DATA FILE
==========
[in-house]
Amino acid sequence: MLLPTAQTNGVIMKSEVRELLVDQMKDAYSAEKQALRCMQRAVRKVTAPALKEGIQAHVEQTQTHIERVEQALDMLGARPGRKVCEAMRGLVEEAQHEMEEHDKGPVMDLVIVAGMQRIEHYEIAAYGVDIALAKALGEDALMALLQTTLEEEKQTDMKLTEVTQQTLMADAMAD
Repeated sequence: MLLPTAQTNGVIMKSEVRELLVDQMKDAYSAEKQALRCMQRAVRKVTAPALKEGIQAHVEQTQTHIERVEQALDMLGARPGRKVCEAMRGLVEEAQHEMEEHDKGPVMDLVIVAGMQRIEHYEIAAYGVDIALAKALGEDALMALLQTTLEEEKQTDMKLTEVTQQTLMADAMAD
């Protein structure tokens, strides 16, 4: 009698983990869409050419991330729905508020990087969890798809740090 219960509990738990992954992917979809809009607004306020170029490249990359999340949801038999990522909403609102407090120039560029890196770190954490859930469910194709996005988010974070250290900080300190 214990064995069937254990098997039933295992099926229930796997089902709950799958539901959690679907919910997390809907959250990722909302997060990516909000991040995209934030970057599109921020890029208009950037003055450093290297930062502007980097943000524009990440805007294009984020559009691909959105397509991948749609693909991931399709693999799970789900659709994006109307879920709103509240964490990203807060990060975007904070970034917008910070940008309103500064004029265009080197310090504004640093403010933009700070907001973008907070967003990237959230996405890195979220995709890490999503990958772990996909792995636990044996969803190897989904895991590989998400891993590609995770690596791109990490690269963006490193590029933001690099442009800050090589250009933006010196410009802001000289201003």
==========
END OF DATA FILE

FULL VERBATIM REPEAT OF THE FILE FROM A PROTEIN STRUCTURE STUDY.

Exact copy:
[in-house]
Amino acid sequence: MLLPTAQTNGVIMKSEVRELLVDQMKDAYSAEKQALRCMQRAVRKVTAPALKEGIQAHVEQTQTHIERVEQALDMLGARPGRKVCEAMRGLVEEAQHEMEEHDKGPVMDLVIVAGMQRIEHYEIAAYGVDIALAKALGEDALMALLQTTLEEEKQTDMKLTEVTQQTLMADAMAD
Repeated sequence: MLLPTAQTNGVIMKSEVRELLVDQMKDAYSAEKQALRCMQRAVRKVTAPALKEGIQAHVEQTQTHIERVEQALDMLGARPGRKVCEAMRGLVEEAQHEMEEHDKGPVMDLVIVAGMQRIEHYEIAAYGVDIALAKALGEDALMALLQTTLEEEKQTDMKLTEVTQQTLMADAMAD
């Protein structure tokens, strides 16, 4: 009698983990869409050419991330729905508020990087969890798809740090 219960509990738990992954992917979809809009607004306020170029490249990359999340949801038999990522909403609102407090120039560029890196770190954490859930469910194709996005988010974070250290900080300190 214990064995069937254990098997039933295992099926229930796997089902709950799958539901959690679907919910997390809907959250990722909302997060990516909000991040995209934030970057599109921020890029208009950037003055450093290297930062502007980097943000524009990440805007294009984020559009691909959105397509991948749609693909991931399709693999799970789900659709994006109307879920709103509240964490990203807060990060975007904070970034917008910070940008309103500064004029265009080197310090504004640093403010933009700070907001973008907070967003990237959230996405890195979220995709890490999503990958772990996909792995636990044996969803190897989904895991590989998400891993590609995770690596791109990490690269963006490193590029933001690099442009800050090589250009933006010196410009802001000289201003």